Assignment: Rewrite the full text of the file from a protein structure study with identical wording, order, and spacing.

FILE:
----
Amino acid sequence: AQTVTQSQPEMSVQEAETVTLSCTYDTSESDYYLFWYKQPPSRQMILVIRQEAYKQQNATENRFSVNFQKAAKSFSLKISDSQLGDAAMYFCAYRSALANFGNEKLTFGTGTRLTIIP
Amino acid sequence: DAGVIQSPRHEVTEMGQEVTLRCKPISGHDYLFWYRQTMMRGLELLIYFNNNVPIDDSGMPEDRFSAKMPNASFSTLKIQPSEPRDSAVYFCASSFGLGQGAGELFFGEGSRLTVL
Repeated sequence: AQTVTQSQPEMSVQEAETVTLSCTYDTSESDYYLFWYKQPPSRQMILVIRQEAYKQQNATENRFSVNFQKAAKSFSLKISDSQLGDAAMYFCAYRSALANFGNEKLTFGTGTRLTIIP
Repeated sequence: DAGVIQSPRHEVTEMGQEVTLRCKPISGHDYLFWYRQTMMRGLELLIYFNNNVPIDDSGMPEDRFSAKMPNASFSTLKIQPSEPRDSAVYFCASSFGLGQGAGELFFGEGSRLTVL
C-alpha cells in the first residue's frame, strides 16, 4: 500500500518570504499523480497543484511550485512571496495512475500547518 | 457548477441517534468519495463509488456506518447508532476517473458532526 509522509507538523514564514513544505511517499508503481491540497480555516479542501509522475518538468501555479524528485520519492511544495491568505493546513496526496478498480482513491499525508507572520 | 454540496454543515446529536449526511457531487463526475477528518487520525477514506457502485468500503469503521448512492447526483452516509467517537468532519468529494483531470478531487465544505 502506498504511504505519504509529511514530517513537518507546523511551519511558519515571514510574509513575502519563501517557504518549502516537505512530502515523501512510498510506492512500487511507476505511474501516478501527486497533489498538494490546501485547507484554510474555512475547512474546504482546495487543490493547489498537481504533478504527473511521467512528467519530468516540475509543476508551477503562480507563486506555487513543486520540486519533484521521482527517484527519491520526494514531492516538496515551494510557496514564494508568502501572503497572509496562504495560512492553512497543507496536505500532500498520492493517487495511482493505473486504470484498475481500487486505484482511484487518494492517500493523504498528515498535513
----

Amino acid sequence: AQTVTQSQPEMSVQEAETVTLSCTYDTSESDYYLFWYKQPPSRQMILVIRQEAYKQQNATENRFSVNFQKAAKSFSLKISDSQLGDAAMYFCAYRSALANFGNEKLTFGTGTRLTIIP
Amino acid sequence: DAGVIQSPRHEVTEMGQEVTLRCKPISGHDYLFWYRQTMMRGLELLIYFNNNVPIDDSGMPEDRFSAKMPNASFSTLKIQPSEPRDSAVYFCASSFGLGQGAGELFFGEGSRLTVL
Repeated sequence: AQTVTQSQPEMSVQEAETVTLSCTYDTSESDYYLFWYKQPPSRQMILVIRQEAYKQQNATENRFSVNFQKAAKSFSLKISDSQLGDAAMYFCAYRSALANFGNEKLTFGTGTRLTIIP
Repeated sequence: DAGVIQSPRHEVTEMGQEVTLRCKPISGHDYLFWYRQTMMRGLELLIYFNNNVPIDDSGMPEDRFSAKMPNASFSTLKIQPSEPRDSAVYFCASSFGLGQGAGELFFGEGSRLTVL
C-alpha cells in the first residue's frame, strides 16, 4: 500500500518570504499523480497543484511550485512571496495512475500547518 | 457548477441517534468519495463509488456506518447508532476517473458532526 509522509507538523514564514513544505511517499508503481491540497480555516479542501509522475518538468501555479524528485520519492511544495491568505493546513496526496478498480482513491499525508507572520 | 454540496454543515446529536449526511457531487463526475477528518487520525477514506457502485468500503469503521448512492447526483452516509467517537468532519468529494483531470478531487465544505 502506498504511504505519504509529511514530517513537518507546523511551519511558519515571514510574509513575502519563501517557504518549502516537505512530502515523501512510498510506492512500487511507476505511474501516478501527486497533489498538494490546501485547507484554510474555512475547512474546504482546495487543490493547489498537481504533478504527473511521467512528467519530468516540475509543476508551477503562480507563486506555487513543486520540486519533484521521482527517484527519491520526494514531492516538496515551494510557496514564494508568502501572503497572509496562504495560512492553512497543507496536505500532500498520492493517487495511482493505473486504470484498475481500487486505484482511484487518494492517500493523504498528515498535513